“I went to the second [drinking-heavy] part of our office dinner like I was being dragged.  Male employees who were drinking were trying to hug me so I avoided them; suddenly I was embraced from behind and picked up and put down.  The manager and section chief overlooked everything, and the section chief asked me to slow-dance with him.  So I came home crying; also my peers who work at other district offices or dong offices have a really hard time because of sexual harassment at office dinners.  They say the female employees who slow-danced are treated well, and if you don’t dance they curse and treat you badly.” (2007 case consultation, government employee)

There are places where office dinner culture is changing, but sexual harassment at office dinners happens regularly even now. Office dinners progress similar to the  business itself, in which one must adjust to the preferences of a superior ahead of one in the workplace’s hierarchical relationships, and follow his demands.  Our society’s male-centric culture and hierarchy-connected office dinner culture lead to the worsening of women’s working conditions.

(Source)

친밀한 관계가 질곡인 영세소규모사업장 성희롱

“5 명도 안 되는 회사에서 근무한지 2개월인데 사장이 아침부터 술을 먹자고 하고, 남자친구랑 몇 번 하냐고 묻고 ‘나랑 애인 같은 거 하자’는 소리를 자꾸 해요. ‘이런 소리 들으려고 일하는 거 아니다’라고 말하면 무릎 꿇고 안한다고 하면서도 술만 마시면 또 그러니 일자리가 아니라 고문받는 자리 같아요.”(2008년 상담사례)

“연 말에 사장이 송년회를 가자고 해서 부담스러웠지만 가게 되었어요. 결국 2차까지 가게 되었는데 노래방에서 강제로 키스를 하고 옷 속으로 손을 넣어 몸을 만졌어요. 거부하면서 강하게 밀쳤더니 “난 사장이고, 넌 경리야”, “너 내일부터 나오지 마.”라는데, 다시 직장을 알아보면서 화도 나고 얼굴 보는 것도 두렵고 생각할수록 화가 나고 억울해요.“(2008년 상담사례, 사업주와 2명 근무)

영세소규모사업장의 성희롱은 가해자가 사업주인 경우가 많아 실질적인 법적 조치가 어려운 점, 성희롱 예방교육 특례조항 적용 사업장이라 예방교육이 실시되지 않는다는 문제점이 있다.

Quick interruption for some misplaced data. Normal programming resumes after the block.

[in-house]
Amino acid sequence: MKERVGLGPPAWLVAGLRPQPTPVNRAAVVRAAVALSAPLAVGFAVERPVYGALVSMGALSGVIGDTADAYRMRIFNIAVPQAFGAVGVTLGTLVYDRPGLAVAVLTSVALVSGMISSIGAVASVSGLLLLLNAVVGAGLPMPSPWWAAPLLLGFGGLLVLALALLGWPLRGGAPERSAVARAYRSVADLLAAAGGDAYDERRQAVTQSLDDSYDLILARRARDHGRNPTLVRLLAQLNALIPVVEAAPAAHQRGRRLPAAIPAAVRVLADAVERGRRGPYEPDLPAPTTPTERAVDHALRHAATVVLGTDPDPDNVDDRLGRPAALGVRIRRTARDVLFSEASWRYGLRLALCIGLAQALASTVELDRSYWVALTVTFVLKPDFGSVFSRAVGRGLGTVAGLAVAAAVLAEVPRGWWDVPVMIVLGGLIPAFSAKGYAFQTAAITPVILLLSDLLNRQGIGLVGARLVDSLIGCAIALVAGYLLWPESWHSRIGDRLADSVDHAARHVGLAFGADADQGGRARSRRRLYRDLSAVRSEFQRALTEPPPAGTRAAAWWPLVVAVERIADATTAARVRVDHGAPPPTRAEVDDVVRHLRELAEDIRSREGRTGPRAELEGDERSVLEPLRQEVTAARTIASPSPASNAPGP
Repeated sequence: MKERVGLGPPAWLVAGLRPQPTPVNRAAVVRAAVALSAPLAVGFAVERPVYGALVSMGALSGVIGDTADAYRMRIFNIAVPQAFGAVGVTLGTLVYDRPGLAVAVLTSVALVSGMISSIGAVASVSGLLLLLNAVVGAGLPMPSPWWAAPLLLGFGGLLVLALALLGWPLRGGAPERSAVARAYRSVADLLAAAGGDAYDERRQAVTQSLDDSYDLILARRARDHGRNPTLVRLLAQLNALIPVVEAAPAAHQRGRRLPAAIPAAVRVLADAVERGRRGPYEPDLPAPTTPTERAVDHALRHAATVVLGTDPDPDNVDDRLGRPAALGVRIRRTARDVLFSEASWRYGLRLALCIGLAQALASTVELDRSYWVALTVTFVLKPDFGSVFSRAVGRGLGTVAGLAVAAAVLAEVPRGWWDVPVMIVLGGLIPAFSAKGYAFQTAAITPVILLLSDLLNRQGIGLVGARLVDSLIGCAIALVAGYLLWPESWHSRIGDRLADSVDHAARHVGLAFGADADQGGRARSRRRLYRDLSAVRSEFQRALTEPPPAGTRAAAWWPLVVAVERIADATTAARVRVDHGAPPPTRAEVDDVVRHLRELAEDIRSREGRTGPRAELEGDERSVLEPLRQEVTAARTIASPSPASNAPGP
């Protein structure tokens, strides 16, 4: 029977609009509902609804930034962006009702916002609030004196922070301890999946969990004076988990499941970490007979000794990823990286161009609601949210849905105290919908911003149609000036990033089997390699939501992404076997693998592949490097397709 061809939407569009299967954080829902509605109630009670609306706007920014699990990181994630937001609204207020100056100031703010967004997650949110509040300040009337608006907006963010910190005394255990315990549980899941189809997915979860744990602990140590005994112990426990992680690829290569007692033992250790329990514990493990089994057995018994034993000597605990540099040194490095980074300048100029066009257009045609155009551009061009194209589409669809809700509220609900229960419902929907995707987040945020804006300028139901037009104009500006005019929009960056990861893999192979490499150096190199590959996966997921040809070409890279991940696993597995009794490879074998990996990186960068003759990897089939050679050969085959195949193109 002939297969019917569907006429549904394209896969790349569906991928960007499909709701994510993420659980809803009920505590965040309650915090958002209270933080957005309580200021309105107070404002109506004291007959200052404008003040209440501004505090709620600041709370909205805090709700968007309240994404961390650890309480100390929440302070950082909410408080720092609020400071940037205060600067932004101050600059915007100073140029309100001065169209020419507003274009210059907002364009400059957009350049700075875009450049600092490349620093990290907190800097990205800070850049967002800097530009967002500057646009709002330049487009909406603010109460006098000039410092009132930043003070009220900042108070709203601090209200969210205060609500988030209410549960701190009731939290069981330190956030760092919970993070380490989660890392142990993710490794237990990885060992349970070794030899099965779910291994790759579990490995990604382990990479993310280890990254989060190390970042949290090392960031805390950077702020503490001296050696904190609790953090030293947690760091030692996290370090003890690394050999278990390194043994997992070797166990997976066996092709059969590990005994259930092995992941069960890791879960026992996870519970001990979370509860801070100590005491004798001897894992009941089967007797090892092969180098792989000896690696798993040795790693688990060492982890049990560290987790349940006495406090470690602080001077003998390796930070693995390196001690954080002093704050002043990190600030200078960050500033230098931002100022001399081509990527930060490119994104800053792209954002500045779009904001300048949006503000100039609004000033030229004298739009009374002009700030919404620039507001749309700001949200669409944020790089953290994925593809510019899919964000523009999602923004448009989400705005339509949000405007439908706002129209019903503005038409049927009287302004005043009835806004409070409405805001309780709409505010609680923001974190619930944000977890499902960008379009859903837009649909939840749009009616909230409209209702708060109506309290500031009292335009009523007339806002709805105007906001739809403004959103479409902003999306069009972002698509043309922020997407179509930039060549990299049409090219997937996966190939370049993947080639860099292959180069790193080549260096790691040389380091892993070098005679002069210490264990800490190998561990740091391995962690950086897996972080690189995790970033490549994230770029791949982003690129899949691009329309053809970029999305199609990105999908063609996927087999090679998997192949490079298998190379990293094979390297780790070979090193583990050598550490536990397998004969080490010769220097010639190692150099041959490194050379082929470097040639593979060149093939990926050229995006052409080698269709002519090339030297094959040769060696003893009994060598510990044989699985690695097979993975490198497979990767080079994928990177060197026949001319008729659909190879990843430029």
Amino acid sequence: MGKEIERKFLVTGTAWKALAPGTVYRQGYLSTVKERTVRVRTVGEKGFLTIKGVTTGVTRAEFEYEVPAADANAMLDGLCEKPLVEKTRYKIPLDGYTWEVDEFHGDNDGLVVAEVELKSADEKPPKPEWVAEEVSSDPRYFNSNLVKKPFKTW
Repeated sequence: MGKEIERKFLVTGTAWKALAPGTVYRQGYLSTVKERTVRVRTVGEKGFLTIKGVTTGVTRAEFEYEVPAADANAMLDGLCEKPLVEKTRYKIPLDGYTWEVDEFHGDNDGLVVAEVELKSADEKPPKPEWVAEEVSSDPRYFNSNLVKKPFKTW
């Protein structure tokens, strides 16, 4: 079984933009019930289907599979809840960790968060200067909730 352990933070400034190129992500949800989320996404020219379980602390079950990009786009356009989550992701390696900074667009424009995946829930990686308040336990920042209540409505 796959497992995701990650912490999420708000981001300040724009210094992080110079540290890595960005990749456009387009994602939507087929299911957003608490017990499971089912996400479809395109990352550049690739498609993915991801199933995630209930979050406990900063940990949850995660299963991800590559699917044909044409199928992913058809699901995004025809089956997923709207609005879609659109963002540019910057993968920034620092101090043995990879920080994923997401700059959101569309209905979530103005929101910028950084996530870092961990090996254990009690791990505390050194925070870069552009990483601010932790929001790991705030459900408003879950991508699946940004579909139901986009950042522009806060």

업 무적으로 둘만이 접촉하는 경우가 많아 사업주의 부당한 성적 요구나 사적인 친밀감을 성적 언행으로 표시하는 경우도 잦다. 성희롱을 거부하면 바로 그만두라는 통보를 받는 노동권 위협의 문제도 크지만, 매일 가까운 곳에서 얼굴을 마주쳐야 하니 버티고 싶어도 버티기 어렵다는 어려움이 있다.

Sexual harassment in a small business bound by close relationships

“I’ve been working for 2 months at an office that doesn’t even have 5 people in it; from the morning on the president suggests drinking together, asks me how many times I do it with my boyfriend, and keeps saying ‘Let’s date or something’. When I say, ‘I don’t work in order to listen to this kind of noise’, even though he gets on his knees and says he won’t do it [anymore], when he drinks, he gets like that again, so it’s like a torture chamber, not a workplace.” (2008 case consultation)

“At the end of the year, the president wanted to have an end-of-the-year party, so I went though it was annoying.  I ended up going to the second part and at a karaoke room he forcibly kissed me and put his hands under my clothes and touched me.  I refused him and pushed him hard so he said ‘I’m the president and you’re the bookkeeper’ and ‘From tomorrow, don’t come in [to work] anymore.’  I’m looking for another job and I feel angry and afraid of seeing his face, and the more I think about it, the angrier I get and the more unfair it feels.”  (2008 case consultation, office with company president and two people)

There are many cases in which the perpetrator of sexual harassment in a small business workplace is the business owner, so real legal measures are a challenge, and they are workplaces to which the Sexual Harassment Prevention Education Exception Clause applies, so there is the problem of prevention education not being implemented.

There are many cases in business in which two people only have contact with each other, so cases in which the business’ owner expresses his unjustified sexual demands or personal feelings of intimacy through sexual speech and behavior also frequently occur.  If victims rebuff the sexual harassment, the labor rights-threatening problem of immediately receiving notice to quit is serious, but there is also the drawback that because they have to see the other person’s face nearby every day, even though they want to endure it [keep working], enduring it is difficult.